War on Patients

For all the various experiences I’ve had as a disabled person, a long distance move is a relatively new one. I’m lucky in a lot of ways because the place I’ve moved to isn’t completely new. Although it has been 13 years since I’ve lived here, my parents have been here that whole time. As a result, I have access to certain resources that I wouldn’t have otherwise had. Among these resources is faster access to a family doctor – the same one that has served my family since I was a kid.

I’m lucky because that’s not the case for most people. There is currently a pretty significant shortage of Family Doctors or General Practicioners as they’re sometimes called. Your GP is meant to be the point person of your medical care. They’re responsible for managing the big picture of your overall health – receiving updates from all your specialists, all test results, providing referrals to specialists, and in many cases managing the vast majority of your prescriptions.

As part of my move, I had to transfer my prescriptions from Ottawa to here. Since I was using the same chain of pharmacies, I didn’t much foresee a problem. That’s because I didn’t know about a law that prevents pharmacies from transferring prescriptions that are categorized as narcotics. It’s part of the ongoing war on patients masquerading as the various wars on drugs. The problem is that narcotics are the recognized treatment for a variety of different conditions including ADHD. If I needed a refill of my medication, in this case Vyvanse, I would need to find a family doctor and get a brand new prescription.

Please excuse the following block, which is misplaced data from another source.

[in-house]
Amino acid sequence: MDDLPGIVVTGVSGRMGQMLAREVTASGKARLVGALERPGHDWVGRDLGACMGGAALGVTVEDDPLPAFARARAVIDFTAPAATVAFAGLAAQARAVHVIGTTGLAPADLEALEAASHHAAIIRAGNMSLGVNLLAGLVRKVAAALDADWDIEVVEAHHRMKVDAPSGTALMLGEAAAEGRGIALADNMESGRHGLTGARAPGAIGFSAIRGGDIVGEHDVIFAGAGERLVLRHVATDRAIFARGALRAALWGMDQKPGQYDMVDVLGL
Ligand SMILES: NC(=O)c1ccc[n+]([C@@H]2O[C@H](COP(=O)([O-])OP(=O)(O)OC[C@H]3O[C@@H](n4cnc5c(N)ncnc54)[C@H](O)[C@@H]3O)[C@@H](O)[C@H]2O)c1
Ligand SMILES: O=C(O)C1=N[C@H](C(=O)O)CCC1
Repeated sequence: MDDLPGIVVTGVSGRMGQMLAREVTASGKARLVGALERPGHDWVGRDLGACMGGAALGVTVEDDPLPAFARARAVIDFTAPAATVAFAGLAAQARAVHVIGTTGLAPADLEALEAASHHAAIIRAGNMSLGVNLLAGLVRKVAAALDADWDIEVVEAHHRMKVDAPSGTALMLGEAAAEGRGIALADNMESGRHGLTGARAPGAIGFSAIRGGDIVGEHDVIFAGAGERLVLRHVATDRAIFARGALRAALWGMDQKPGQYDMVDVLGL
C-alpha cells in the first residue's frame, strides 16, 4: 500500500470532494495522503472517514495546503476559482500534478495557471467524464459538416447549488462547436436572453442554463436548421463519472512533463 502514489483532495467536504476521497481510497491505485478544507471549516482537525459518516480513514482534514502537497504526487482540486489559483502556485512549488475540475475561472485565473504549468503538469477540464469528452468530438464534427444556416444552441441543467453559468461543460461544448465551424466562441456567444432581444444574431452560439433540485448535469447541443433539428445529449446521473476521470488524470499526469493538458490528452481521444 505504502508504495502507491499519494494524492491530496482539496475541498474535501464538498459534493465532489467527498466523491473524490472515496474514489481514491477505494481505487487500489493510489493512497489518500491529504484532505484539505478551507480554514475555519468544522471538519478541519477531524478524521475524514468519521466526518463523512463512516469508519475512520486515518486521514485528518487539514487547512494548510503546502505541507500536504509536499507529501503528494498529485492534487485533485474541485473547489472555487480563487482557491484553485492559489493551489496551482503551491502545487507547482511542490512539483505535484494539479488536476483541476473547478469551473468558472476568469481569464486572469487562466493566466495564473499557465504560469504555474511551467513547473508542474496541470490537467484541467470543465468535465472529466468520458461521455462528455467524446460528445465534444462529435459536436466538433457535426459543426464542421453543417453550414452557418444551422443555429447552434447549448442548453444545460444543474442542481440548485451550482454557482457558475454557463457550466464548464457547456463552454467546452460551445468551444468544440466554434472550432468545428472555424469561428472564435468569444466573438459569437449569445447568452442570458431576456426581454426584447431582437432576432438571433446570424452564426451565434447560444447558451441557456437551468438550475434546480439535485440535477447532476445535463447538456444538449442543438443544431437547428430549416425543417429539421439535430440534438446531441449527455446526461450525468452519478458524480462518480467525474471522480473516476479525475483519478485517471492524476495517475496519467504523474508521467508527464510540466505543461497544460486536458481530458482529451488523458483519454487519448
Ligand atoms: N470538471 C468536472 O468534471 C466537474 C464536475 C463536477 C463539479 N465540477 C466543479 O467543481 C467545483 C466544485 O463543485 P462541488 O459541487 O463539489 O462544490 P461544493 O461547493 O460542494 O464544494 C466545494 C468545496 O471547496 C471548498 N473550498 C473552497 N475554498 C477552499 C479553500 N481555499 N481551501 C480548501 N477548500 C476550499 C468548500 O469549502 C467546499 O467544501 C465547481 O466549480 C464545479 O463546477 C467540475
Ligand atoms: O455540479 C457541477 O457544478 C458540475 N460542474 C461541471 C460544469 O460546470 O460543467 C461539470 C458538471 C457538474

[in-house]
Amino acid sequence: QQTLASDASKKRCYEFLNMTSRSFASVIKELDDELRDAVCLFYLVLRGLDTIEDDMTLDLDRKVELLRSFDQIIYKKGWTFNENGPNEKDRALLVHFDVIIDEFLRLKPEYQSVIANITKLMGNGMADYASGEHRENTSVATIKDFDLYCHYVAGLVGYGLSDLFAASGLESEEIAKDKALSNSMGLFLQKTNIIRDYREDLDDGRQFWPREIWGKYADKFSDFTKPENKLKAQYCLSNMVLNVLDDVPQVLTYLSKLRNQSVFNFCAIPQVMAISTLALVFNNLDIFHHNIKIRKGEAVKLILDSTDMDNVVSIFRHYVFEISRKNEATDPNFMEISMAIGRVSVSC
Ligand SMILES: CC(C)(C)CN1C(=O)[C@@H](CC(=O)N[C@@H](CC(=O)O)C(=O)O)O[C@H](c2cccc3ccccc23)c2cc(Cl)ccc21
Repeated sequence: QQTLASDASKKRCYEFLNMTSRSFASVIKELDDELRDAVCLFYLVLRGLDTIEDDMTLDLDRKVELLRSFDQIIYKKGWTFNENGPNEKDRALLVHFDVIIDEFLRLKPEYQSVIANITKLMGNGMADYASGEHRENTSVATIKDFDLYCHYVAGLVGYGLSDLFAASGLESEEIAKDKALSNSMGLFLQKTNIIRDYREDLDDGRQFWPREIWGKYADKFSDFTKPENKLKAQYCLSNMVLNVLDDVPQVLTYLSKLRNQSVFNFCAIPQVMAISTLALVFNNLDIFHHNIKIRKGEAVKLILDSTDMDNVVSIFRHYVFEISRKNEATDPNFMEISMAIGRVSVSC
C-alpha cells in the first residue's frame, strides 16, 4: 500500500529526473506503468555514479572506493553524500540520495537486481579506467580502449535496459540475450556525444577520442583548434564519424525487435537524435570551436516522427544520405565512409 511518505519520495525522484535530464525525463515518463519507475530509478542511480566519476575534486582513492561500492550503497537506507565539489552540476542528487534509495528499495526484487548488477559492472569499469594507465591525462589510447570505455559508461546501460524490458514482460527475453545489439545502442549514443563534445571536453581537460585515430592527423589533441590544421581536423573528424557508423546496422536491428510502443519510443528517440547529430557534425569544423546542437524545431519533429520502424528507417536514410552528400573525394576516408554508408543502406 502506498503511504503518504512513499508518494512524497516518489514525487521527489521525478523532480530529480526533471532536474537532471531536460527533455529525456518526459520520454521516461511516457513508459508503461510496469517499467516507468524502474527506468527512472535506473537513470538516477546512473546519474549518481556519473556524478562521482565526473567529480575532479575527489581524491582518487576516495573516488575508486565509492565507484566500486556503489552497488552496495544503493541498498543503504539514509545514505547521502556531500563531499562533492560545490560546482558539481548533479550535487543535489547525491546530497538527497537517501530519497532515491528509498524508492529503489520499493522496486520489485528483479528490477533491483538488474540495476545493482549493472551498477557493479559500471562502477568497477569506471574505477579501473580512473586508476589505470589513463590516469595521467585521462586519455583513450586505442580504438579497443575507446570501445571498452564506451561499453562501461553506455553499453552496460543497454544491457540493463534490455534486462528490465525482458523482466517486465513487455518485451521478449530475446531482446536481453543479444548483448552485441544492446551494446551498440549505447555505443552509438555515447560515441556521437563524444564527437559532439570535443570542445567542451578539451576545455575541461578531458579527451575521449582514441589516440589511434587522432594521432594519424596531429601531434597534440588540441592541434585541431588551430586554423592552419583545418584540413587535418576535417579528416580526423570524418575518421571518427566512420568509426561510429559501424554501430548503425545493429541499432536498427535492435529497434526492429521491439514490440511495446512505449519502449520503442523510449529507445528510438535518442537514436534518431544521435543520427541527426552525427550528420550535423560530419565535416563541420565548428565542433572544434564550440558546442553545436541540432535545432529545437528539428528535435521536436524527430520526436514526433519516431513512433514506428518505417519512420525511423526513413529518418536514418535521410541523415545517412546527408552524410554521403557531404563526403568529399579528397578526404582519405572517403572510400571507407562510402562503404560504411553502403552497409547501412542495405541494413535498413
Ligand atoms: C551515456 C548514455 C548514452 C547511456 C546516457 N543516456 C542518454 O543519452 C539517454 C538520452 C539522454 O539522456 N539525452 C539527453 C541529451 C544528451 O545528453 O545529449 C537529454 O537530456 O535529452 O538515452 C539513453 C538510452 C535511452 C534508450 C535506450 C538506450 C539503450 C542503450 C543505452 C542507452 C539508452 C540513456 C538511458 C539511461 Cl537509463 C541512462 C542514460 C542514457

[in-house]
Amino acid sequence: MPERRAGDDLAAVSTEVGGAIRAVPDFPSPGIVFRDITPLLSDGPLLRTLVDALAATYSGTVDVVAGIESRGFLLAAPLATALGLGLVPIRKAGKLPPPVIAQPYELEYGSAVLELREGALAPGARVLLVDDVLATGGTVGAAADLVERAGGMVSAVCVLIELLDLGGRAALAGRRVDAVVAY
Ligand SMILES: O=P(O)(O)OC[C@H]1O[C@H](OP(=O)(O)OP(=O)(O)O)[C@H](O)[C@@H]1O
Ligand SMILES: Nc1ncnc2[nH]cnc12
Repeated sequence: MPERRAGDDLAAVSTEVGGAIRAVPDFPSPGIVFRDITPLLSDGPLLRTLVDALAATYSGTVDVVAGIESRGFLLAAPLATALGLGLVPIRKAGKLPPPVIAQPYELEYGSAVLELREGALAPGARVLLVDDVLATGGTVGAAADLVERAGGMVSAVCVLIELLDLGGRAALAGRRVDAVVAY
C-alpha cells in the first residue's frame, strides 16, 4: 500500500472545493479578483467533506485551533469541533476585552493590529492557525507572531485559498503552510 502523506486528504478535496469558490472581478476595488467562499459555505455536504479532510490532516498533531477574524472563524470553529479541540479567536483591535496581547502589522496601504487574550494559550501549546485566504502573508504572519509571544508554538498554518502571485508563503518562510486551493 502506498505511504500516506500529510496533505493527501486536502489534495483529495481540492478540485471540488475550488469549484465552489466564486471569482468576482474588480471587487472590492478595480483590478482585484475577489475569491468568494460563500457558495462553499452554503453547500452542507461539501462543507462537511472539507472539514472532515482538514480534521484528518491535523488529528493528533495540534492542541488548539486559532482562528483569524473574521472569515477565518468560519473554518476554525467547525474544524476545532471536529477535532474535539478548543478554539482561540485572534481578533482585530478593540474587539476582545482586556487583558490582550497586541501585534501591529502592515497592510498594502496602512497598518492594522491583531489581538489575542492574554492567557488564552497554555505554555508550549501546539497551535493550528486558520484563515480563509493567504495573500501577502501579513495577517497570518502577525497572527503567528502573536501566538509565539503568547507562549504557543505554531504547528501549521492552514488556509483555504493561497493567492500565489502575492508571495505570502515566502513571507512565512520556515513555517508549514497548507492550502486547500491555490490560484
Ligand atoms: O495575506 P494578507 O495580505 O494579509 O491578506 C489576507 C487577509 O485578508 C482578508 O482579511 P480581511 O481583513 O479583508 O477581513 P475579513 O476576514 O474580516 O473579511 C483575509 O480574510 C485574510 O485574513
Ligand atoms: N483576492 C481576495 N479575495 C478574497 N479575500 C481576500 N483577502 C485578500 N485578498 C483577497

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War on Patients
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How Can Pain Cause Weight Gain?  

For years the assumption has been that “obesity” leads to pain. Many patients have had the experience of looking for explanations of pain issues, only to have the problem never investigated and told to lose weight instead. Then years later, find out that their pain was actually the result of an underlying issue, made worse through a lack of early treatment. You might have seen a comic or visual joke involving a visibly injured patient and the doctor saying “have you tried losing weight?”